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Personal Injury Law Blog

Surviving the first hurdle in your class action lawsuit

Georgia has long recognized that large companies often enjoy an advantage over single individuals seeking claims against them. Class-action lawsuits are intended to "level the playing field" when it comes to civil litigation.

Imagine the plight of a single stockholder who suffered a financial loss due to the poor business decisions made by an investment company. Acting alone, that single stockholder faces an uphill battle against a wealthy investment company capable of retaining scores of attorneys to defend against that claim.

How Georgians may be able to help their product liability cases

Many people find the prospect of filing a product liability lawsuit daunting. It's easy to feel intimidated by large companies. However, our attorneys have experience successfully pursuing damages against companies whose products have harmed consumers. We guide our clients through the process and fight to hold companies accountable for defective and unnecessarily dangerous products.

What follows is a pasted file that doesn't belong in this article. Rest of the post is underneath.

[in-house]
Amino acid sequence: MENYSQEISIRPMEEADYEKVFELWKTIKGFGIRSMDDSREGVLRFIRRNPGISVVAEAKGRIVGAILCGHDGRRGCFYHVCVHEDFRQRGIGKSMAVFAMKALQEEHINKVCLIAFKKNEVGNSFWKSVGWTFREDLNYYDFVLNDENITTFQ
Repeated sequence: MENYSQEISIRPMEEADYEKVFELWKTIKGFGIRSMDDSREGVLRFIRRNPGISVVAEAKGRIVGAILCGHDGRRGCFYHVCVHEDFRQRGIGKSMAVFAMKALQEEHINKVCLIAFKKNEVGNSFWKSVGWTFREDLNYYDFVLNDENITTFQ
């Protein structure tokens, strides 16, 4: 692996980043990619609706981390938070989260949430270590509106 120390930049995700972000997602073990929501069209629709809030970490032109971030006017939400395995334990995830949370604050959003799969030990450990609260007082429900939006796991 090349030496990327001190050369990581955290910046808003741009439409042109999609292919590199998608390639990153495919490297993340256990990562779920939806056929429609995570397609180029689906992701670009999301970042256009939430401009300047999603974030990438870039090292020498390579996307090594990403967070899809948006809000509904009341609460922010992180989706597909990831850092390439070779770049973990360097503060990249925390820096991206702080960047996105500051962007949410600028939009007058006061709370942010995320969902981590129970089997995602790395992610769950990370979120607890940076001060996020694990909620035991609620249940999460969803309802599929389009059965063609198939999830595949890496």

While there are federal regulations that govern product safety, state product liability laws vary. That's why it's important to work with a firm that knows that Georgia laws.

Lesser-known dangers involving truck accidents in Georgia

Most motorists are already aware that commercial tractor-trailers pose a hazard to other motorists due to their enormous size and weight. When compared to the average car or SUV, it's clear that an accident with a semi-truck holds the potential to be much more destructive.

It's also true that many of us are familiar with the reasons for most truck accidents. Driver fatigue, distracted drivers and the use of drugs or alcohol by drivers are all factors which have been well documented as causing truck accidents. However, there are also some lesser-known dangers which exists throughout the trucking industry.

How can hackers take control of Georgia residents' cars?

As any Georgian who's bought a new car in recent years knows, our vehicles are becoming increasingly computerized. According to one electronic design professional, there are "anywhere from 30 to 40 microprocessors in most cars and even up to 100...running different functions in some vehicles."